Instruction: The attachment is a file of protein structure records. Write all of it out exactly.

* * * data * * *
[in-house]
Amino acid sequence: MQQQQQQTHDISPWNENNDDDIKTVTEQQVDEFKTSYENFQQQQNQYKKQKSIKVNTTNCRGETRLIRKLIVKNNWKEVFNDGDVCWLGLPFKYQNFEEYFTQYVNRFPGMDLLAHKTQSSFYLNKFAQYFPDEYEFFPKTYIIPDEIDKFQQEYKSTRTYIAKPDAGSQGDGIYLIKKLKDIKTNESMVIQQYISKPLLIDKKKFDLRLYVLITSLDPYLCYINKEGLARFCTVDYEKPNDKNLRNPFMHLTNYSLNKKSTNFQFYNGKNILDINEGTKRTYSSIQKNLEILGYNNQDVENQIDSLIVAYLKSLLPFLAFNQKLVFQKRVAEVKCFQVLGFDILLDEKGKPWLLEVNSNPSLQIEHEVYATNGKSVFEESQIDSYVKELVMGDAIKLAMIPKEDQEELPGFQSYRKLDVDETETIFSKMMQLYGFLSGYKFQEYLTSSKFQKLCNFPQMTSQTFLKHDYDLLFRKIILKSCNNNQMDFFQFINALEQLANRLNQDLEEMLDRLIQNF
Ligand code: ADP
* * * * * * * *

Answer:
[in-house]
Amino acid sequence: MQQQQQQTHDISPWNENNDDDIKTVTEQQVDEFKTSYENFQQQQNQYKKQKSIKVNTTNCRGETRLIRKLIVKNNWKEVFNDGDVCWLGLPFKYQNFEEYFTQYVNRFPGMDLLAHKTQSSFYLNKFAQYFPDEYEFFPKTYIIPDEIDKFQQEYKSTRTYIAKPDAGSQGDGIYLIKKLKDIKTNESMVIQQYISKPLLIDKKKFDLRLYVLITSLDPYLCYINKEGLARFCTVDYEKPNDKNLRNPFMHLTNYSLNKKSTNFQFYNGKNILDINEGTKRTYSSIQKNLEILGYNNQDVENQIDSLIVAYLKSLLPFLAFNQKLVFQKRVAEVKCFQVLGFDILLDEKGKPWLLEVNSNPSLQIEHEVYATNGKSVFEESQIDSYVKELVMGDAIKLAMIPKEDQEELPGFQSYRKLDVDETETIFSKMMQLYGFLSGYKFQEYLTSSKFQKLCNFPQMTSQTFLKHDYDLLFRKIILKSCNNNQMDFFQFINALEQLANRLNQDLEEMLDRLIQNF
Ligand code: ADP